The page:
With a BMD, a voter makes their selections on a computerized device, usually a touchscreen. The machine then prints a paper receipt with the voter’s choices, which the voter is supposed to review to ensure it is an accurate reflection. The receipt has a barcode or other marking on it that the voter will then scan back into the machine to go toward the official count.
Some experts, though, question the security and accuracy of using barcodes. Research has shown that voters don’t always review their choices before scanning.
Recently published research by Deluzio and his colleagues at Pitt show hand-marked paper ballot systems are also cheaper than the computerized ones. The Pitt researchers have been studying Pennsylvania counties as they purchase new voting systems. Counties that purchased BMDs spent an average of $24.60 per voter, they found, while those that bought hand-marked paper ballot systems spent an average of $12.37 per voter.
But not everyone agrees that DREs are a flawed system or that paper ballots are a particularly good system. Michael Shamos, a computer science professor at Carnegie Mellon University, leans toward DREs. For more than two decades of his career, he served as a statutory examiner of computerized voting systems for the Secretary of the Commonwealth of Pennsylvania. To his mind, DREs are an effective system and the concerns advocates raise about them aren’t realistic. In fact, Shamos argues that it’s much more common for paper ballots to be manipulated than it is for a DRE machine to be manipulated.
Nearly every election, Shamos said, there are news stories about paper ballots going missing or votes not being counted. Indeed, that appeared to have happened in Florida in the 2018 general election. Florida, which primarily uses paper ballots, had issues with lost votes that cycle, according to the New York Times.
“You wouldn’t believe what people do with ballots,” Shamos said. “I give you a choice of three candidates, you write ‘yes’ next to one and ‘no’ next to two. When the machine scans that it will either throw the ballot out or overcount it.”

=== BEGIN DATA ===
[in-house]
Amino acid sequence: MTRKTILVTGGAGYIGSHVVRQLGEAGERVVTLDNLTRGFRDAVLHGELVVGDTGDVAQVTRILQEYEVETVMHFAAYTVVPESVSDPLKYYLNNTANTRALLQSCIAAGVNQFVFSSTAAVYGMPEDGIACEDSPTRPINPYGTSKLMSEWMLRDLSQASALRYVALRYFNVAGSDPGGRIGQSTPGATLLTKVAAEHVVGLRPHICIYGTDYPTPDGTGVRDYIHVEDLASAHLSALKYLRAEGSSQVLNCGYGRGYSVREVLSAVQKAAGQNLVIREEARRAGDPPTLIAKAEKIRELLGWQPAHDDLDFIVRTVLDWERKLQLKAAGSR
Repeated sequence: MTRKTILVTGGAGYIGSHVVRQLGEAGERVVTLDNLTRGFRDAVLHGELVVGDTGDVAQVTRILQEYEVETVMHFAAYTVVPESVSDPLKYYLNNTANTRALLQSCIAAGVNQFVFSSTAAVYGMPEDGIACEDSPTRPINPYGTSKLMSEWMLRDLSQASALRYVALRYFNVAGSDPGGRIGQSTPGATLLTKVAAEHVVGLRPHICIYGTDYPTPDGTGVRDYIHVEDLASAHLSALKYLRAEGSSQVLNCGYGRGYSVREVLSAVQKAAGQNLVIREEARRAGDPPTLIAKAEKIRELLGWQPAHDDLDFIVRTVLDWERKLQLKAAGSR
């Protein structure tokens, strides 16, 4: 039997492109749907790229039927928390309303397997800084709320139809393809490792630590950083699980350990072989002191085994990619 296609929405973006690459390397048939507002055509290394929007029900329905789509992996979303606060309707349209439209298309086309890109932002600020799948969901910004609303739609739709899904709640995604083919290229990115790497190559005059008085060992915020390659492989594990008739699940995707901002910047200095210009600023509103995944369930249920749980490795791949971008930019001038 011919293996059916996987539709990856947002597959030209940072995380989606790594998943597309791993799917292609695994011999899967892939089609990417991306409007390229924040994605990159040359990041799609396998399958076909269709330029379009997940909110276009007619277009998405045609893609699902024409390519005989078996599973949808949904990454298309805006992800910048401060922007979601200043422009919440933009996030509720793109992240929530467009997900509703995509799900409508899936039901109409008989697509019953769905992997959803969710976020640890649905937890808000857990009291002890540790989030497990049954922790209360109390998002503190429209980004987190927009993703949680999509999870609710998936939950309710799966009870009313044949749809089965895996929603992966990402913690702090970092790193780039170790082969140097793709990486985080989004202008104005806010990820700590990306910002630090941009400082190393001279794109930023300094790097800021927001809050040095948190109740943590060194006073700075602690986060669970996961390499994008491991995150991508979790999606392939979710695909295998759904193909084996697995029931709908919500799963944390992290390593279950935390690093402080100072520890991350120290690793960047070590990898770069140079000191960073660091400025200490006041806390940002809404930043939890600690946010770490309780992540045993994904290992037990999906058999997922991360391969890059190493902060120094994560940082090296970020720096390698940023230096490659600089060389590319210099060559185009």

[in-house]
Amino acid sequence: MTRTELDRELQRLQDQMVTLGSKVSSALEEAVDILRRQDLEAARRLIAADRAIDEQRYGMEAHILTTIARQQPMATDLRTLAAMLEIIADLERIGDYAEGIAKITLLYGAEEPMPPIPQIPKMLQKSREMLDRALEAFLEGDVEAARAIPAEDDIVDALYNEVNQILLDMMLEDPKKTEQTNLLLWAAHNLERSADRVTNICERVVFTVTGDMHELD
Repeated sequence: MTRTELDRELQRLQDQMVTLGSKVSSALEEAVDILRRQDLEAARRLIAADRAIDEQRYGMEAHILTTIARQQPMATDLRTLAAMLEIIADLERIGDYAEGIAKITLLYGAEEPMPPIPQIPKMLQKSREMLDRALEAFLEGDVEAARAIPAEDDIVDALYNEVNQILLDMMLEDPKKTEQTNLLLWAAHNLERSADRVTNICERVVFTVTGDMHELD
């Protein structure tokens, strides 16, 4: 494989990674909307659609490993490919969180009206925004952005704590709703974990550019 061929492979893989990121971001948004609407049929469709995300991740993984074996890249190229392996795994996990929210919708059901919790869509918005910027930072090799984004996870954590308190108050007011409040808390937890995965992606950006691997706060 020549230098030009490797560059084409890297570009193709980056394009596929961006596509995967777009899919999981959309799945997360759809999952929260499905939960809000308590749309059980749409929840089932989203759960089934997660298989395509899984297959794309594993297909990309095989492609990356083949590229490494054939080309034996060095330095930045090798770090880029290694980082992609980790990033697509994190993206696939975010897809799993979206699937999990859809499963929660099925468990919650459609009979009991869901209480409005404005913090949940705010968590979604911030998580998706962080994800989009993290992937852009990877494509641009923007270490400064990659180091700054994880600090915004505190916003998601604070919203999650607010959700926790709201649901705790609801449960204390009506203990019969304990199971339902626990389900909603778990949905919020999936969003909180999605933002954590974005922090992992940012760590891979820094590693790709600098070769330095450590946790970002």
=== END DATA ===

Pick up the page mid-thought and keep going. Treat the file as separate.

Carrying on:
Marian Schneider, the president of Verified Voting and former special advisor to Wolf on election policy, said Shamos ignores the risks of DREs. While Shamos argued that manipulating DRE machines that aren’t connected to the internet would be impossible, Schneider said the biggest issue is that it's impossible to know if a DRE machine was compromised.
“You can mitigate the risk as much as you can, but you'll never get the risk down to zero,” said Schneider, who played a significant role in Pennsylvania’s move away from DREs. “The design flaw with direct recording electronic [machines] is that you can have an undetectable change in the software that results in an undetectable change in the election outcome. And that's just unacceptable.”
Is the process transparent?
Some residents have raised concerns, both publicly and to county officials directly, about the process. Juliet Zavon, a Democrat and fair elections advocate, has spoken before Allegheny County Council numerous times on a need for greater transparency. And Ron Bandes, the president of the nonpartisan fair election advocacy group VoteAllegheny, has met with county officials to voice his concerns about what equipment the county will choose. Bandes also questioned whether the process was transparent enough.
Even though the search committee recently issued its assessment report, the two were concerned about a lack of information coming from the county about the process. Bandes still is.
"I don’t think the report addresses the concerns," Bandes said. "The report doesn’t say anything about how the committee was selected, or anything about their meetings."
Zavon and Bandes say that buying the wrong voting equipment could threaten the integrity of voting in Allegheny County. Having a transparent purchasing process and buying a secure, voter-verifiable voting system is essential, they say.
Zavon also said she thinks the the 10-member search committee should include security experts and not county employees alone. The search committee did consult with a security expert and met with Bandes, a retired network security analyst, and David Eckhardt, a computer science professor at Carnegie Mellon University. But Zavon wonders why they weren’t actually named to the committee making the selection.
Zavon said she wants the county to choose the most accurate system.
“Accurate means it reflects how you voted and your true preferences, and it's designed in a way where you can't just zip right through it,” Zavon said. “I value your voice and your vote and I want a system set up that is the most likely to give that result.”
J. Dale Shoemaker is PublicSource's government and data reporter. You can reach him at 412-515-0060 or by email at firstname.lastname@example.org. You can follow him on Twitter at @JDale_Shoemaker.
This story was fact-checked by Samuel Marks.